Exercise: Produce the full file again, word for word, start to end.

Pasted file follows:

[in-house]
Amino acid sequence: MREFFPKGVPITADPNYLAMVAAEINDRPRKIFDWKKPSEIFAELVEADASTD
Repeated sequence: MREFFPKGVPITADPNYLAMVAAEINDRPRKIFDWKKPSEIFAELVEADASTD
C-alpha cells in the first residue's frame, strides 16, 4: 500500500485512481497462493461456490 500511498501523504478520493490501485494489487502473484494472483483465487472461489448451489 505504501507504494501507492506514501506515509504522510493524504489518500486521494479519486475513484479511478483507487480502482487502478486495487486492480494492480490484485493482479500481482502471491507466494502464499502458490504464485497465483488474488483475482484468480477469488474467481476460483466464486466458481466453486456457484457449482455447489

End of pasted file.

[in-house]
Amino acid sequence: MREFFPKGVPITADPNYLAMVAAEINDRPRKIFDWKKPSEIFAELVEADASTD
Repeated sequence: MREFFPKGVPITADPNYLAMVAAEINDRPRKIFDWKKPSEIFAELVEADASTD
C-alpha cells in the first residue's frame, strides 16, 4: 500500500485512481497462493461456490 500511498501523504478520493490501485494489487502473484494472483483465487472461489448451489 505504501507504494501507492506514501506515509504522510493524504489518500486521494479519486475513484479511478483507487480502482487502478486495487486492480494492480490484485493482479500481482502471491507466494502464499502458490504464485497465483488474488483475482484468480477469488474467481476460483466464486466458481466453486456457484457449482455447489